“Joyce is a young feminist schooled in an old-school journalistic style: report, report, report. She enters this world with absolute dedication to getting as much material as possible. She’s not an inflamer or a polemicist, but a dispassionate observer, an information-gatherer, a witness.

What’s most exciting to me is that Joyce is breaking truly new ground here. Much has been written about evangelic Christianity or cultish religious subcultures. It’s a fascinating and important subject. But Joyce has entered a different sort of landscape, one that is uncharted and completely critical to our understanding of how far we’ve come, and how far we’ve got to go if we are going to bring ALL women (and men) along. She’s uncovered a horrifying and very real trend in contemporary America. Next time someone asks you, ‘Is feminism really so necessary anymore?’ just hand them Joyce’s book and say ‘Read up, my friend.'” Read all.
Courtney Martin, Feministing

“Joyce undertakes a complex enterprise: unraveling the various strands of U.S. Christian fundamentalism that make up the new patriarchy movement, while allowing us to hear the voices of the women and men who are part of it. …Joyce’s anthropological immersion demonstrates that feminists are often peering through the looking glass in trying to understand our fundamentalist neighbors.”
Abby Scher, Women’s Review of Books

“Great Reads for Winter 2009”
Ms.,January 2009

“Kathryn Joyce approaches the Quiverfull followers with deep curiosity and the restraint of a good journalist. Joyce’s book is like walking into another world; in fact it is, except that these are a splinter group of the people who are so important to the coalition that Rove put together for the Republican Party.

Patriarchy is essential to understanding the right wing, fundamentalism, and the authoritarian structure of the Republican Party. ‘Quiverfull’by focusing on one particular theological outlookprovides a detailed window into what we as secularists are up against, and whose power the women’s movement must understand in order to diminish its impact.” Read all.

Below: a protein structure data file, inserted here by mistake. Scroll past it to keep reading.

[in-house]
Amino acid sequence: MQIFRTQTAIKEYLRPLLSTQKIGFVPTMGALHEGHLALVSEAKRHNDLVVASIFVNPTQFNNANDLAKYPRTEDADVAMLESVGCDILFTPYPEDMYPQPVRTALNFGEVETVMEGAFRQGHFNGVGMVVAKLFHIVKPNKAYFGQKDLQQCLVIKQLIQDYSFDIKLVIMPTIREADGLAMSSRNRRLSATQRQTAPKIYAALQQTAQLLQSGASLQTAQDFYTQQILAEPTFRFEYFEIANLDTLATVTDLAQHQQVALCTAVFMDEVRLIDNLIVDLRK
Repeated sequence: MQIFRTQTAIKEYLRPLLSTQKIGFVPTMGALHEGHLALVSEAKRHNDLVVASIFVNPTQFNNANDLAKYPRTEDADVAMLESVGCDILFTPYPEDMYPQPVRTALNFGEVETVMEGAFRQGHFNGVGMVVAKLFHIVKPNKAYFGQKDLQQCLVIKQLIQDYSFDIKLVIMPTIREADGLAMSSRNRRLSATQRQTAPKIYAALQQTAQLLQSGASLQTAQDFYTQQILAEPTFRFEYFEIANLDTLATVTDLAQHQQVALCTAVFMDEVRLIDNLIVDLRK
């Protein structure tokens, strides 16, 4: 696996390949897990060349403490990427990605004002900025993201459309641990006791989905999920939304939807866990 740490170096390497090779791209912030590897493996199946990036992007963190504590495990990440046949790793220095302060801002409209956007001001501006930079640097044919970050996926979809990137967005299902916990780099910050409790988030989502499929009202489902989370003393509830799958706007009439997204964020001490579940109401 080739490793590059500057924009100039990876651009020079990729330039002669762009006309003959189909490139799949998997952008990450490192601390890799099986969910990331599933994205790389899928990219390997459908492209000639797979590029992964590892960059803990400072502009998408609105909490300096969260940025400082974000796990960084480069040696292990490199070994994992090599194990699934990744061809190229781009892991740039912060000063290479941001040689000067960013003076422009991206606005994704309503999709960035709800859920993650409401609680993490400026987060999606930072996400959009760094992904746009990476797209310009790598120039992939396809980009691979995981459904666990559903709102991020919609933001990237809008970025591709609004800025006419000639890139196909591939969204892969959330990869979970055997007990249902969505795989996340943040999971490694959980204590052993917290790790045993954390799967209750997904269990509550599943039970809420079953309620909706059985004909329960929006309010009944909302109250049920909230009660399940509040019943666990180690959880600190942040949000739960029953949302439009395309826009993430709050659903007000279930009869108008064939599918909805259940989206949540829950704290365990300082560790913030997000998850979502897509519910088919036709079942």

“If any religious movement badly needs critiquing, the self-titled Quiverfull movement does, because its Christian patriarchy seeks to reverse the advances in equality women have made in the last 150 years or so. In this movement of the Christian Right, the author, a journalist, tells us, women are subordinate to men, and their sole Gold-given task is to be mothers and nurturers. Women have no authority outside the home and never any authority over men. All family planning is forbidden; women must have all the babies they can because the Bible tells us so. Joyce discusses the origins and expansion of the movement in Protestant fundamentalist and evangelical circles. She writes in a readable style and has a respectful approach that will appeal to most readers. She doesn’t hesitate to highlight the social and personal damage caused by the movement to women’s physical and mental health and to large and poor families struggling to survive on one paternal income. A modest complaint is that she doesn’t critique the doctrinal roots of the movement in either biblical inerrancy or the authoritarianism of male leaders. Recommended for academic and public collections.”
Library Journal, January, 2009

“In reading, Quiverfull: Inside the Christian Patriarchy Movement, by Kathryn Joyce, I was fascinated that a self-described secular feminist and professing non-believer could write with such clarity and sensitivity on the Patriarchy Movement that has made major inroads within Fundamental and Evangelical denominations during the past few decades.